Since 1979 more than 135,000 animals have been treated by Wildlife Rescue.
Thanks to the support of individuals like you, Wildlife Rescue can provide a lifeline for animals in distress.
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A familiar sight in British Columbia, male Spotted Towhees have reddish-orange flanks, black wings, and grey underwings, though the females have grey wings instead of black. These clever sparrows tend to dart from place to place by hopping rather than flying since they mainly forage for insects (such as beetles, ladybugs, crickets, grasshoppers, moths, and spiders), berries, seeds, and acorns (such as raspberries, blackberries, chickweed, oats, corn, and cherries).Read More
Bats contribute to our environment in both invisible and visible ways. At night, they are our pest control, since one bat can eat as many as a thousand mosquitoes in an hour. Not only do they control pest populations (which aids the agricultural industry), bats can also pollinate plants. It has been estimated that a hungry bat can devour up to 3,000 insects in one night! Not only does this reduce the need for farmers to use pesticides, but it also helps manage the overpopulation of certain insect groups (including mosquitoes).Read More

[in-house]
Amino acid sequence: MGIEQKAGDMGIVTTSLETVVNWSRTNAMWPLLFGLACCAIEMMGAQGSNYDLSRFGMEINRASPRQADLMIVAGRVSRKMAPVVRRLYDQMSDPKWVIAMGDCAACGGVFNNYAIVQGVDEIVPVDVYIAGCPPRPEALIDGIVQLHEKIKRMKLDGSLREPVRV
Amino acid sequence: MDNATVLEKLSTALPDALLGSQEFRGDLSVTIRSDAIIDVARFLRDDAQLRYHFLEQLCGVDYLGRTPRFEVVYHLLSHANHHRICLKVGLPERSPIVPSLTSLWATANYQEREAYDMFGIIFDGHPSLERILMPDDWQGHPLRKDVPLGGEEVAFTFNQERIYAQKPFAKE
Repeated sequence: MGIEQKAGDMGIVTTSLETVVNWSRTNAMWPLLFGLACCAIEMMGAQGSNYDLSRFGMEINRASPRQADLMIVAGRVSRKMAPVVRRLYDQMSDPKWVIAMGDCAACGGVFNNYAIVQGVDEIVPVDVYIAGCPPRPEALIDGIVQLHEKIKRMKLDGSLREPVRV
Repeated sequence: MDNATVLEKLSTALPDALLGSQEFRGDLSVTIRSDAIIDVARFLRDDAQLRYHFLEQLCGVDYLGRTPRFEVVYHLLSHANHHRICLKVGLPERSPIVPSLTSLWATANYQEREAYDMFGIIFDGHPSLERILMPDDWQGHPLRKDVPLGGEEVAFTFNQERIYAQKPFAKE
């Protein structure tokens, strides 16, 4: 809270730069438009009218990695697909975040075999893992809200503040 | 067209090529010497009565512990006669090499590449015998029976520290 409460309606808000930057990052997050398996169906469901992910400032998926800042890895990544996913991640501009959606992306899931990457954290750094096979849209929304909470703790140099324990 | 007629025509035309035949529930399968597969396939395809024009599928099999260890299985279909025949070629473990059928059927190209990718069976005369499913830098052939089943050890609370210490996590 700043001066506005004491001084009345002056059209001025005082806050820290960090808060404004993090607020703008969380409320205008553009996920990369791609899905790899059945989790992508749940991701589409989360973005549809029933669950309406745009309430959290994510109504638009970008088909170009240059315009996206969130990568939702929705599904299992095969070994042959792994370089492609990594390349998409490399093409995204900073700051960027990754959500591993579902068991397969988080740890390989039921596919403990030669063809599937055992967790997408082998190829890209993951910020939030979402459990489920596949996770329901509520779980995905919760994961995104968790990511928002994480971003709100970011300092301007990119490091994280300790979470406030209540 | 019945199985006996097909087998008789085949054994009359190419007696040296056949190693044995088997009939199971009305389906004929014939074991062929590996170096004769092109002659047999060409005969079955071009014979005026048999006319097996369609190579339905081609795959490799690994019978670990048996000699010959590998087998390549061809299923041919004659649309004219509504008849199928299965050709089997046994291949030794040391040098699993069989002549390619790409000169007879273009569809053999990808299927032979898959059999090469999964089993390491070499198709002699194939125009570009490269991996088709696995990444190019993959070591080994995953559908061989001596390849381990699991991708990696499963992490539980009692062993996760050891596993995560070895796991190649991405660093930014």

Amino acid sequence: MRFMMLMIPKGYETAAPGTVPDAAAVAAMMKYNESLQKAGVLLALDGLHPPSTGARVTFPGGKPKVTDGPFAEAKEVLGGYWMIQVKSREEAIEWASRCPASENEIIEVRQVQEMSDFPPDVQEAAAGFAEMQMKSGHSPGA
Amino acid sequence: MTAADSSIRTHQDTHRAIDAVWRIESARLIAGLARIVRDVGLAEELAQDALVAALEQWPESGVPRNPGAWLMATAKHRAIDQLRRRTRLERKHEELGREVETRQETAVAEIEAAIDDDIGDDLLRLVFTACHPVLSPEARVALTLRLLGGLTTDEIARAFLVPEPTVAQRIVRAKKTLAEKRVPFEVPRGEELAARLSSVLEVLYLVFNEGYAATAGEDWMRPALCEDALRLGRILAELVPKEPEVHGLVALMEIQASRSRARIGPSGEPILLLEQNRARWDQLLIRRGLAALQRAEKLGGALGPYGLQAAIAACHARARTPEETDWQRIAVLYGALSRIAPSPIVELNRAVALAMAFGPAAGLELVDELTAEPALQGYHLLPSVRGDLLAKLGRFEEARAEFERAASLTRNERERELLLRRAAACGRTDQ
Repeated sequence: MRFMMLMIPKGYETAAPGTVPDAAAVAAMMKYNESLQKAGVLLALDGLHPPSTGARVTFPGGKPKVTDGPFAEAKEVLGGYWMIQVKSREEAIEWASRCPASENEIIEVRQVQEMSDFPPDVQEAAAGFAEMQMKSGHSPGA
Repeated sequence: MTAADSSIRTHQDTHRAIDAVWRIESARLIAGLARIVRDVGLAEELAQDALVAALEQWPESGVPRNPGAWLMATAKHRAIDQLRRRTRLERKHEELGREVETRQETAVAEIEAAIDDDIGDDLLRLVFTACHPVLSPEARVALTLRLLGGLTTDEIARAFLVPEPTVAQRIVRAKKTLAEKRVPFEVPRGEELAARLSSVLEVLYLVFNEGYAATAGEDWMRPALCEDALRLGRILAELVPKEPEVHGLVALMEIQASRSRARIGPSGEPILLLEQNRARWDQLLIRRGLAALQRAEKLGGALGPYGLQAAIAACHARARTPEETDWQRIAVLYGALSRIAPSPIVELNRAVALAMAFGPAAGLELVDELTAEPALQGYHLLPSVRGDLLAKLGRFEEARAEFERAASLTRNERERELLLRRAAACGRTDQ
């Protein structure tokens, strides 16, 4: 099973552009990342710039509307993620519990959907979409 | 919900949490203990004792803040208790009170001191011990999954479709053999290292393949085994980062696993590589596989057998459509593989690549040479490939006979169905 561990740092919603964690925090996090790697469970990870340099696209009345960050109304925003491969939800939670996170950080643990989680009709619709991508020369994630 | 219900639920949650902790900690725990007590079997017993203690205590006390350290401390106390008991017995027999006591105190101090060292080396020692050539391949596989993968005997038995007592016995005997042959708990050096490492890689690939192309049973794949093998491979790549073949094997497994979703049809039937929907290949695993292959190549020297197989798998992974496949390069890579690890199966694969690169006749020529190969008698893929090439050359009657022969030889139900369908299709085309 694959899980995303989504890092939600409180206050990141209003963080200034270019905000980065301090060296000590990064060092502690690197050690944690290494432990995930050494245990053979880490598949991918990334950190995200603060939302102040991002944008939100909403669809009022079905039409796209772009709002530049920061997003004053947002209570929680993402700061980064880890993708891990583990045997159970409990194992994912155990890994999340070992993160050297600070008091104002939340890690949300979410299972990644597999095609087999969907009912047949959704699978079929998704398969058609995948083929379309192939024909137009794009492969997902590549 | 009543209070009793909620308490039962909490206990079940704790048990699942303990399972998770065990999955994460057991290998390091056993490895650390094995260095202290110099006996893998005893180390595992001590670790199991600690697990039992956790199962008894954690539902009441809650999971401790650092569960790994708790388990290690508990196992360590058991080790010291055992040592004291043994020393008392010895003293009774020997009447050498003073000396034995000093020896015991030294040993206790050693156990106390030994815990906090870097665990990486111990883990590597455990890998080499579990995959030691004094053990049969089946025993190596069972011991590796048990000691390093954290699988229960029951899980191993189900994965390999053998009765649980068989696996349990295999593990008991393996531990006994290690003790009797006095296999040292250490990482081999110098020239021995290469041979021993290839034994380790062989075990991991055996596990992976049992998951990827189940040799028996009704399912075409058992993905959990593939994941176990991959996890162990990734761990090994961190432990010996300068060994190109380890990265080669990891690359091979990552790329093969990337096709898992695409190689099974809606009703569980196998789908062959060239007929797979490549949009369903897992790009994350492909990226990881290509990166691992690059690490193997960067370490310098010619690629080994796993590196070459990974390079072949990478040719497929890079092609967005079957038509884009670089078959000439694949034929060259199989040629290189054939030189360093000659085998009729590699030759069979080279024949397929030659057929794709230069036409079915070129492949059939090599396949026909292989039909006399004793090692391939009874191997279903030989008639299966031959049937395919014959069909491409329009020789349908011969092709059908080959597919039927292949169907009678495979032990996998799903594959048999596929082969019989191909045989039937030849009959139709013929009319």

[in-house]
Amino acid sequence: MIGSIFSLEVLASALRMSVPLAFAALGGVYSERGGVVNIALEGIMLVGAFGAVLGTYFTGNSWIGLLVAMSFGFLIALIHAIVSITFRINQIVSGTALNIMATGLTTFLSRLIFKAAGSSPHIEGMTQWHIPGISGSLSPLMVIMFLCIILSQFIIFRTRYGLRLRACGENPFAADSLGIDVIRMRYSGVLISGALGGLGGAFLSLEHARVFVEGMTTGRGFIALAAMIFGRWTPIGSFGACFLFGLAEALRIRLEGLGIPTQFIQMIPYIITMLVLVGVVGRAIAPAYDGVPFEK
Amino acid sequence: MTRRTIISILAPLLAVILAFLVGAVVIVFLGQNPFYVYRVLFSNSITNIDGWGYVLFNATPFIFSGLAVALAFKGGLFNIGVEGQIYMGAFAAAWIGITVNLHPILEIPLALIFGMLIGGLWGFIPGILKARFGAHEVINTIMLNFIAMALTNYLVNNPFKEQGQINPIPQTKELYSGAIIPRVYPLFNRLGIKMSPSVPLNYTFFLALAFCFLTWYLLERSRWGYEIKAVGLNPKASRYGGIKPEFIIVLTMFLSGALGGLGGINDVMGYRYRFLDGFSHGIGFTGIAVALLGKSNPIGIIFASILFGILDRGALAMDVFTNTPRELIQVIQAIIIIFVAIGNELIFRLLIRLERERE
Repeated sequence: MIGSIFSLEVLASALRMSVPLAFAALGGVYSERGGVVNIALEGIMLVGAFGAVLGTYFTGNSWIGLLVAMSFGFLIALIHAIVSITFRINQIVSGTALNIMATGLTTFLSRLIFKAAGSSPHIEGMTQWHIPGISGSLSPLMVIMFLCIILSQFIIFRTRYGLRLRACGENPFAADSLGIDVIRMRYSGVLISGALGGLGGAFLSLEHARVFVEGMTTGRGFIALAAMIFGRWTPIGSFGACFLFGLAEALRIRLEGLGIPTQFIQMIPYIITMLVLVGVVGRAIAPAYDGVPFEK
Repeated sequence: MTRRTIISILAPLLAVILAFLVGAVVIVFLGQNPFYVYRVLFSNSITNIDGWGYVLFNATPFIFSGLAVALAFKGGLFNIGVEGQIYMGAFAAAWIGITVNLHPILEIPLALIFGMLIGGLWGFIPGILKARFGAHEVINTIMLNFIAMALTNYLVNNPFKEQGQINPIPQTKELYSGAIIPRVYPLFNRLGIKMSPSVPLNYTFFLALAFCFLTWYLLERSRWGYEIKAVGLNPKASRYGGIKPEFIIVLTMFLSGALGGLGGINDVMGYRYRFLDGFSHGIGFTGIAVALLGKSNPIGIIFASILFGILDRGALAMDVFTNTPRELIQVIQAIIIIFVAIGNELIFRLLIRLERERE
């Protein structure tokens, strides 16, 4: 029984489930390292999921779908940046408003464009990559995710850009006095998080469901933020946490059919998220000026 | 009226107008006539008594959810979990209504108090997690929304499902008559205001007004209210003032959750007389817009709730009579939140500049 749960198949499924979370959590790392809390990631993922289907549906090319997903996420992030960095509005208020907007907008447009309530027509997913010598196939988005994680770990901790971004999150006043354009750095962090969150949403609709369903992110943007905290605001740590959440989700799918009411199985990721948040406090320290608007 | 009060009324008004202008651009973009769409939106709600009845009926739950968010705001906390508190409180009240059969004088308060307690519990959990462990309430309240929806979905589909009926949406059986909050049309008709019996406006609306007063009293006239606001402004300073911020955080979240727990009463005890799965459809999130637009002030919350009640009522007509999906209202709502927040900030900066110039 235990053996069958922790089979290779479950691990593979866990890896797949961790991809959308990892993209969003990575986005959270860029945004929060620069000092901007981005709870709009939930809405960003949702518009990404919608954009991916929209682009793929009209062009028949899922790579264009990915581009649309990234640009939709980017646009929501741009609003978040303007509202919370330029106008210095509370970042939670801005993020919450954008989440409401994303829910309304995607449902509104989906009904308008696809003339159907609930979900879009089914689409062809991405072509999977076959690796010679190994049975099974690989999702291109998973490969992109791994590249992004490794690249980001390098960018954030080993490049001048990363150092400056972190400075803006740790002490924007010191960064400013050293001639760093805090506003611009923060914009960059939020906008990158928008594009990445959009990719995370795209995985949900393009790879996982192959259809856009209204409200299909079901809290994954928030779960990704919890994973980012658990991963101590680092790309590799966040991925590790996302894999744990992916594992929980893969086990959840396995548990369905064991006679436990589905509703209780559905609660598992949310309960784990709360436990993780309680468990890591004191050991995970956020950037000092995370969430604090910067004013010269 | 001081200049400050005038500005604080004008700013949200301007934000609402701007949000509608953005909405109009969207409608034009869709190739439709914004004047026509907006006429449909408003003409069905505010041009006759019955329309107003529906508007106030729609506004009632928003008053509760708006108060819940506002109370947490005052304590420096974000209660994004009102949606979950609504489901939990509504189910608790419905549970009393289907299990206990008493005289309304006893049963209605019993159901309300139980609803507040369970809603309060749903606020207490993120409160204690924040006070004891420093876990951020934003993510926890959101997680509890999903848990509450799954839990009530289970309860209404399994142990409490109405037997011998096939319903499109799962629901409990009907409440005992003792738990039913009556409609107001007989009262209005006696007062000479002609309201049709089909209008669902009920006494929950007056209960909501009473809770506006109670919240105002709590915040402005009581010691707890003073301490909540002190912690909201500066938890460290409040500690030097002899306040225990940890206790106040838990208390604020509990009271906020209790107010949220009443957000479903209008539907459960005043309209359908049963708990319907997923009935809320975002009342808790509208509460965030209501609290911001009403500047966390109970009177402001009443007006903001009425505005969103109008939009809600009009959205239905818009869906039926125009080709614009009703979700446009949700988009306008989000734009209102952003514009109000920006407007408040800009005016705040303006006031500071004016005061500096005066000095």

Great Blue Herons are a familiar sight on British Columbia’s coast with wide wings, long “S” shaped necks, and grey-blue feathers. Their remarkably still stance in water, the plumes on their heads, and the black line above their eyes make them distinctive from any other bird.Read More
Home to half of the world’s species, World Rainforest Day was created in 2017, to take action to combat deforestation, reduce the effects of climate change, and protect our rainforest. World Rainforest Day aims to help restore and regenerate healthy rainforests in your local communities.Read More